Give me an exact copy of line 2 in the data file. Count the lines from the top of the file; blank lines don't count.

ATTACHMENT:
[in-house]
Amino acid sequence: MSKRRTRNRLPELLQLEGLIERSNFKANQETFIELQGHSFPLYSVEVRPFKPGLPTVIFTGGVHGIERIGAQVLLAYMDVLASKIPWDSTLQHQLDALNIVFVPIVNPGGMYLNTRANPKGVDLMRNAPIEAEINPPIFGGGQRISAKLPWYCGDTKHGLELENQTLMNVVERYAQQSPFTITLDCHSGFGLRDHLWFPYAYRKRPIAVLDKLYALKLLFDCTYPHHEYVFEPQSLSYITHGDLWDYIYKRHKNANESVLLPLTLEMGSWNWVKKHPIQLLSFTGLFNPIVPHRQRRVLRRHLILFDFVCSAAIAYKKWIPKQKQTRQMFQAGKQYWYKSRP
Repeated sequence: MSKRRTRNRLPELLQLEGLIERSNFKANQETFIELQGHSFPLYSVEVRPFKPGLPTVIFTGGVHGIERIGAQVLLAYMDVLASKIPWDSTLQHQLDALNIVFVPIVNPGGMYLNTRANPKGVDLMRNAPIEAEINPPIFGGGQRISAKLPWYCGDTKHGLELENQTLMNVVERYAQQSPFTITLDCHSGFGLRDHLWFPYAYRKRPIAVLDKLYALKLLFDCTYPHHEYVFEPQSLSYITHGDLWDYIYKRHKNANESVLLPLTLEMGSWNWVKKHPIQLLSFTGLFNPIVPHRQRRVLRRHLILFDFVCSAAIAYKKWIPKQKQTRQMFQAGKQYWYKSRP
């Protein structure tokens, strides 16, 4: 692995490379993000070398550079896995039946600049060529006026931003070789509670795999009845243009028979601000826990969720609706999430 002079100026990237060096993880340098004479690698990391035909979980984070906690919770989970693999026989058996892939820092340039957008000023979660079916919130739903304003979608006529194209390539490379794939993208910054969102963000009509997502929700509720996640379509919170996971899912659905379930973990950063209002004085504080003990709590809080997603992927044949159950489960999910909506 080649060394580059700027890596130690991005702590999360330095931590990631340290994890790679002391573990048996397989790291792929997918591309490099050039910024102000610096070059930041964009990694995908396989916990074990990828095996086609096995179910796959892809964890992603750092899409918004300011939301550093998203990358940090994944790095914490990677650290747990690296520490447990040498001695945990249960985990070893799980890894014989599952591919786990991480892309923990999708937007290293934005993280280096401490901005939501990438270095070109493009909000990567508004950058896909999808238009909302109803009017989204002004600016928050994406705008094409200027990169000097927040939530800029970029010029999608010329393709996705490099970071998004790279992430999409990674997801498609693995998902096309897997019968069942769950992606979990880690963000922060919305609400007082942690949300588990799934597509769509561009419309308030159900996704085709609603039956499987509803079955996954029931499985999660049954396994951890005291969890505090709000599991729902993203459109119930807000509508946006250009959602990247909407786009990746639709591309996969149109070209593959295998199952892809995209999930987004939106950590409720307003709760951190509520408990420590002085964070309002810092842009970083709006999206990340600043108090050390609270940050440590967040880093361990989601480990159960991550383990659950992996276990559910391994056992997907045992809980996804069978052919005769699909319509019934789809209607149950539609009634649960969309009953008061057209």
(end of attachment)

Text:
Amino acid sequence: MSKRRTRNRLPELLQLEGLIERSNFKANQETFIELQGHSFPLYSVEVRPFKPGLPTVIFTGGVHGIERIGAQVLLAYMDVLASKIPWDSTLQHQLDALNIVFVPIVNPGGMYLNTRANPKGVDLMRNAPIEAEINPPIFGGGQRISAKLPWYCGDTKHGLELENQTLMNVVERYAQQSPFTITLDCHSGFGLRDHLWFPYAYRKRPIAVLDKLYALKLLFDCTYPHHEYVFEPQSLSYITHGDLWDYIYKRHKNANESVLLPLTLEMGSWNWVKKHPIQLLSFTGLFNPIVPHRQRRVLRRHLILFDFVCSAAIAYKKWIPKQKQTRQMFQAGKQYWYKSRP